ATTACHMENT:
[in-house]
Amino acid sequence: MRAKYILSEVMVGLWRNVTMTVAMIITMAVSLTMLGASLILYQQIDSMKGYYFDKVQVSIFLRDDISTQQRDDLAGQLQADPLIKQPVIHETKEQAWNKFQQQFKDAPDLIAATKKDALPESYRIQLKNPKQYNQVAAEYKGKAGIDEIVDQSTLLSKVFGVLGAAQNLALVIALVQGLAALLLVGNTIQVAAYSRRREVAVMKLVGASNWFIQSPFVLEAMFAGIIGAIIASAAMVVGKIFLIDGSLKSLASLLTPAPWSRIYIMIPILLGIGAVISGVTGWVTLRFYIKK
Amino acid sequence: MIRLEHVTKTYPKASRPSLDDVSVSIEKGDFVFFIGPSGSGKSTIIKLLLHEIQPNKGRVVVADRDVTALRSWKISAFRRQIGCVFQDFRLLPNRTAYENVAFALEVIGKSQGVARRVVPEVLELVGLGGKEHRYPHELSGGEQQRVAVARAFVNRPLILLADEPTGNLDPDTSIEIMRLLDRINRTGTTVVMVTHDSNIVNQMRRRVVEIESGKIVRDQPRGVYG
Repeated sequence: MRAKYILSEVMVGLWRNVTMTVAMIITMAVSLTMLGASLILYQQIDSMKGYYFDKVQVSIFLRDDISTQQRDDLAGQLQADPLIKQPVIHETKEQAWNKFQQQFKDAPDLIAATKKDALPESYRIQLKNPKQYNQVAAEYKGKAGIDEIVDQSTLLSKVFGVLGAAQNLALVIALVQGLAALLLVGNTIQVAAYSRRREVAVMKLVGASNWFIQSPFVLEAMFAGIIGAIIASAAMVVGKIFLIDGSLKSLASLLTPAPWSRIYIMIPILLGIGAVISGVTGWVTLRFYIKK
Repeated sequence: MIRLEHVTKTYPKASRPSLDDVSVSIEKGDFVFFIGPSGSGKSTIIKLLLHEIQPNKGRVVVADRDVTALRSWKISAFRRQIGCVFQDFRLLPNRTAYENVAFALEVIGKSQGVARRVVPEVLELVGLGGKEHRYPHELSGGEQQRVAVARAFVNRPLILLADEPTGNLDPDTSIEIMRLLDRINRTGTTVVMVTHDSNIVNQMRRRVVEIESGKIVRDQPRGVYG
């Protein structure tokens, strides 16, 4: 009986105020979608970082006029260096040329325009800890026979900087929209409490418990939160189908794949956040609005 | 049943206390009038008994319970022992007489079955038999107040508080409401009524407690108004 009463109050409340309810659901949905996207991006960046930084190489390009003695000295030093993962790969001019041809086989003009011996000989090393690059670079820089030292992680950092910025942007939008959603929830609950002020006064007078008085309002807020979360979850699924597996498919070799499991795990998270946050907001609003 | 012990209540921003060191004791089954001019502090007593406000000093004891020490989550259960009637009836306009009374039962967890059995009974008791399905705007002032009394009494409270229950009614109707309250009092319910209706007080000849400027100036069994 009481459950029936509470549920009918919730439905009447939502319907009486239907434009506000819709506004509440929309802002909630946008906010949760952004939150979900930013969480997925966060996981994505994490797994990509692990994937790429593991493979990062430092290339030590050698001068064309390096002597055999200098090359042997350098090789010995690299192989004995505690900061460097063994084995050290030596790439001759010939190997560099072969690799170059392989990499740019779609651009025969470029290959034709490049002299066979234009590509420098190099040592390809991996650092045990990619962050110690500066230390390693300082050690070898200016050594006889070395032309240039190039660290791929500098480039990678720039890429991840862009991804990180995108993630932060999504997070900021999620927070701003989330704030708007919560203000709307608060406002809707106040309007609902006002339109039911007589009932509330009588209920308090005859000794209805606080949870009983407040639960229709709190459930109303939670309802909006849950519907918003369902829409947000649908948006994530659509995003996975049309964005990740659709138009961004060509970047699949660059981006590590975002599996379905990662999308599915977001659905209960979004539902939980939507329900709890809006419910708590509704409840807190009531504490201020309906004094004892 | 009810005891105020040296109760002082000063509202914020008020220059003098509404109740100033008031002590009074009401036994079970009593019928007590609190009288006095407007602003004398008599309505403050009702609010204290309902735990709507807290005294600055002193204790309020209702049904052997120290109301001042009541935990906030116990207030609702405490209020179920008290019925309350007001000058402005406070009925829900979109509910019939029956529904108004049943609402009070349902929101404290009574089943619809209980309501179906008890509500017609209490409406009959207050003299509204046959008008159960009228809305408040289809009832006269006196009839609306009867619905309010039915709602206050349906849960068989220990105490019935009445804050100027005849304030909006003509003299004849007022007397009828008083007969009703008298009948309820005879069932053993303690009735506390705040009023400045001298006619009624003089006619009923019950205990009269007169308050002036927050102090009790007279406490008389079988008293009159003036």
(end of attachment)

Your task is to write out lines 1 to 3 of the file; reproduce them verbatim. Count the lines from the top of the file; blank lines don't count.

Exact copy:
[in-house]
Amino acid sequence: MRAKYILSEVMVGLWRNVTMTVAMIITMAVSLTMLGASLILYQQIDSMKGYYFDKVQVSIFLRDDISTQQRDDLAGQLQADPLIKQPVIHETKEQAWNKFQQQFKDAPDLIAATKKDALPESYRIQLKNPKQYNQVAAEYKGKAGIDEIVDQSTLLSKVFGVLGAAQNLALVIALVQGLAALLLVGNTIQVAAYSRRREVAVMKLVGASNWFIQSPFVLEAMFAGIIGAIIASAAMVVGKIFLIDGSLKSLASLLTPAPWSRIYIMIPILLGIGAVISGVTGWVTLRFYIKK
Amino acid sequence: MIRLEHVTKTYPKASRPSLDDVSVSIEKGDFVFFIGPSGSGKSTIIKLLLHEIQPNKGRVVVADRDVTALRSWKISAFRRQIGCVFQDFRLLPNRTAYENVAFALEVIGKSQGVARRVVPEVLELVGLGGKEHRYPHELSGGEQQRVAVARAFVNRPLILLADEPTGNLDPDTSIEIMRLLDRINRTGTTVVMVTHDSNIVNQMRRRVVEIESGKIVRDQPRGVYG